Through peaceful protest, two metro women trying to make difference in Kurdistan

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KANSAS CITY, Mo. -- Two women in the metro are trying to make a difference from half a world away.

They're holding a peaceful protest in Kansas City this weekend hoping to be a voice for the innocent in the Middle East, people who they say are asking for America's help.

"We're very grateful for America. We're still here, our lives are still intact here," Hero Oakes said. "We can eat breakfast in the morning and not worry about dying."

Oakes and Sozan Ali are from Kurdistan Iran and Iraq, respectively. Ali and her family fled to the United States during Saddam Hussein's regime in 1996. Now, they live in Kansas City.

But as Turkey pushes south their hearts are with northern Syria.

"So what's really happening is in Qamishli," Ali said, "advances are coming in from the north."

Ali said they're having to either protect their homes or flee as Turkey invades Syria. Oakes said they are killing Kurdish people.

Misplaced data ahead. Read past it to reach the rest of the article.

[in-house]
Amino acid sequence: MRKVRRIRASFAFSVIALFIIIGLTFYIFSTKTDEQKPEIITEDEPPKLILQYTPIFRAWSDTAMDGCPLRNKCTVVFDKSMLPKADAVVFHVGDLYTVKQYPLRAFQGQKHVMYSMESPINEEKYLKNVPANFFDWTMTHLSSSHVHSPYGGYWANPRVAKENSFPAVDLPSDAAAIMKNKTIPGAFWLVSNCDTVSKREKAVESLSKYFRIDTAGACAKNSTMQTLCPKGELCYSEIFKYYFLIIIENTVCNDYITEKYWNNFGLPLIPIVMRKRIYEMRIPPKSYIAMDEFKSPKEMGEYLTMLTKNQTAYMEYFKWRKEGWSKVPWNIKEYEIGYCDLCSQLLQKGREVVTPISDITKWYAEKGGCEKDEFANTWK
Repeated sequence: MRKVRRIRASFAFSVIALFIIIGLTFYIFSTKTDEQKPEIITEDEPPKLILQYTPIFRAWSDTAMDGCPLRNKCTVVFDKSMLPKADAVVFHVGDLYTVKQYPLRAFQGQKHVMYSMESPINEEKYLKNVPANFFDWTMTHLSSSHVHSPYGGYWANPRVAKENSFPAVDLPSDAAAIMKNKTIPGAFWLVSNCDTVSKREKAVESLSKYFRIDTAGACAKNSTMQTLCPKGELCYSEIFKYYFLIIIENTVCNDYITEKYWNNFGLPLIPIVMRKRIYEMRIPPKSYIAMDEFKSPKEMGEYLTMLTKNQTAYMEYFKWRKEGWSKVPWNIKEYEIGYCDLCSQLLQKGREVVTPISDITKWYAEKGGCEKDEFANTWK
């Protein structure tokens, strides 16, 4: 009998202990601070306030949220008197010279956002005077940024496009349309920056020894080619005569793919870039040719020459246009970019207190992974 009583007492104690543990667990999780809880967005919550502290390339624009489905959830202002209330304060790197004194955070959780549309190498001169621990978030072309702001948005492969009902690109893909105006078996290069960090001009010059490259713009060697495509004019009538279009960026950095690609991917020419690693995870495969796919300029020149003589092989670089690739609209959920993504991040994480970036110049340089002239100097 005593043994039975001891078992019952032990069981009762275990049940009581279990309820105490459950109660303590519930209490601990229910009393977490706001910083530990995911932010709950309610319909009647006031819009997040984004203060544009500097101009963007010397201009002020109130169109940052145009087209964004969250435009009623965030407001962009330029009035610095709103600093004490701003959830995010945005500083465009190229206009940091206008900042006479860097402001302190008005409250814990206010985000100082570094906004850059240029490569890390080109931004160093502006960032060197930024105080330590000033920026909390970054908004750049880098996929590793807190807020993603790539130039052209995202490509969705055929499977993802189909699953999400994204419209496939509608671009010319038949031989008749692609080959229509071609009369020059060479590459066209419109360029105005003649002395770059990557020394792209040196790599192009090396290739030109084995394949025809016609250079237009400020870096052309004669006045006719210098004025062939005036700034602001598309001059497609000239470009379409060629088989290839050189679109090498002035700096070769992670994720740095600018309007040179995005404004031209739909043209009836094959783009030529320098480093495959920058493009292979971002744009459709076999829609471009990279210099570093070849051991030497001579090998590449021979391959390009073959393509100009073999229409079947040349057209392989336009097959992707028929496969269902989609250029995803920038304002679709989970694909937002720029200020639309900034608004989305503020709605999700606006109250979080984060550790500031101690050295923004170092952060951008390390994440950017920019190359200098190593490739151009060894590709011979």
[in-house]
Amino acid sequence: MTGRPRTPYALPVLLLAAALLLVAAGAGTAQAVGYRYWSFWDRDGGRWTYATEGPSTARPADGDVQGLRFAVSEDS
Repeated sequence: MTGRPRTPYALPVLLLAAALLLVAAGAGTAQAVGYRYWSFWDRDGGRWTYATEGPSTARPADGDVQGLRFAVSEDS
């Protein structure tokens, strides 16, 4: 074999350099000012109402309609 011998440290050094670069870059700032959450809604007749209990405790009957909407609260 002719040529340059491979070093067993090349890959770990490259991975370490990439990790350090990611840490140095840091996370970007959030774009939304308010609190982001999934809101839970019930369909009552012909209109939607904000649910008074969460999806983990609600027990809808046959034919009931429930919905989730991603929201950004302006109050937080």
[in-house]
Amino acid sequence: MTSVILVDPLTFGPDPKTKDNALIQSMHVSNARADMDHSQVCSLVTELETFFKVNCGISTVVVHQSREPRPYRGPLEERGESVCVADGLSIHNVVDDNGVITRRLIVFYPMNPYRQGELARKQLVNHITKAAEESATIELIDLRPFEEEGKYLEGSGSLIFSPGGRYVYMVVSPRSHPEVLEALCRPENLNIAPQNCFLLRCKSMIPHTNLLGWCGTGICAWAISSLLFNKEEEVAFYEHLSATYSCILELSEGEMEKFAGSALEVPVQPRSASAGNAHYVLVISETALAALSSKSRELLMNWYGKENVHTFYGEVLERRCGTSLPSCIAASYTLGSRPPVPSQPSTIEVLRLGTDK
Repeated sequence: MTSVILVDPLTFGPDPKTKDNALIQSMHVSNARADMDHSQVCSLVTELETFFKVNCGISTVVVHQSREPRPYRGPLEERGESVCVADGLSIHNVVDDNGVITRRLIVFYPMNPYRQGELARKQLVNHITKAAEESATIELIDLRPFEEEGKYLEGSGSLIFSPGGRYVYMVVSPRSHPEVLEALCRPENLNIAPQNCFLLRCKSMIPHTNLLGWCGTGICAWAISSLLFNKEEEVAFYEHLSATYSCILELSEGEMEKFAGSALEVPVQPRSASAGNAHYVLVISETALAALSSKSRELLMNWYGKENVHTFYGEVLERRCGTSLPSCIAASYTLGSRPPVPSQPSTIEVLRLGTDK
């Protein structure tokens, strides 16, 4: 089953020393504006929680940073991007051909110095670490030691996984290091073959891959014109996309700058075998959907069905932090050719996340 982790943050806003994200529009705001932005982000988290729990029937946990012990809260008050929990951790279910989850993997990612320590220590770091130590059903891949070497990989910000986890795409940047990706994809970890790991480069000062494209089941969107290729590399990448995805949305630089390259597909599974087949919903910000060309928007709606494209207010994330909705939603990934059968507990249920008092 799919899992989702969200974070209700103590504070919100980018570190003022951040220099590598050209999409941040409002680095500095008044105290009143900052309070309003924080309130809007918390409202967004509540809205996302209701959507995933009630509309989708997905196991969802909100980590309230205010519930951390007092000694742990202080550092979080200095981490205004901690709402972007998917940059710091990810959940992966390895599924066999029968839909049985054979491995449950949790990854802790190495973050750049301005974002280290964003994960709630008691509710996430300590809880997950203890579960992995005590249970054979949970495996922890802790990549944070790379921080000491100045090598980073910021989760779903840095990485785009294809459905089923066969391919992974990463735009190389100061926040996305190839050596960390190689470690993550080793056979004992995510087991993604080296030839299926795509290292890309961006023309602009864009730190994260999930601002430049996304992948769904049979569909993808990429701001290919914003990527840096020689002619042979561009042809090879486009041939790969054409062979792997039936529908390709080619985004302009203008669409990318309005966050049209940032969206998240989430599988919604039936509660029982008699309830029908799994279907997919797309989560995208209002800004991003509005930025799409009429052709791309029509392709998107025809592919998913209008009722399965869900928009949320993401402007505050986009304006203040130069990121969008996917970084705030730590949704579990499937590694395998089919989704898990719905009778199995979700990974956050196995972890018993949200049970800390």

"These are kids, moms holding their dead corpses and crying, saying, 'What did we do wrong? What did we do?'" Oakes said. "They didn't do anything wrong except speak their native tongue, speak their mothers' tongue, speak Kurdish."

A monitoring group, the Syrian Observatory for Human Rights, said at least 282 fighters have died in the first week of the conflict with slightly more casualties among the Kurdish fighters.

Oakes and Ali want the violence to end.

"Turkey needs to back off. Turkey needs to step aside," Oakes said. "I think Trump needs to say you need to get out of there."

The U.S. is withdrawing troops from the region. On Monday, President Donald Trump said he would apply harsh sanctions on certain Turkish officials.

Oakes and Ali said that's not enough.

"Sit down and impose an immediate ceasefire. Whatever it’s going to take, we need a ceasefire," Ali said. "No one deserves to be attacked this way."

"This isn't a cultural issue; this is humanity," Oakes said. "Everyone needs to step up as humans. This is not OK."

The peaceful protest is Saturday, Oct. 19 at 1 p.m. at the J.C. Nichols Fountain. Everyone is invited to join.

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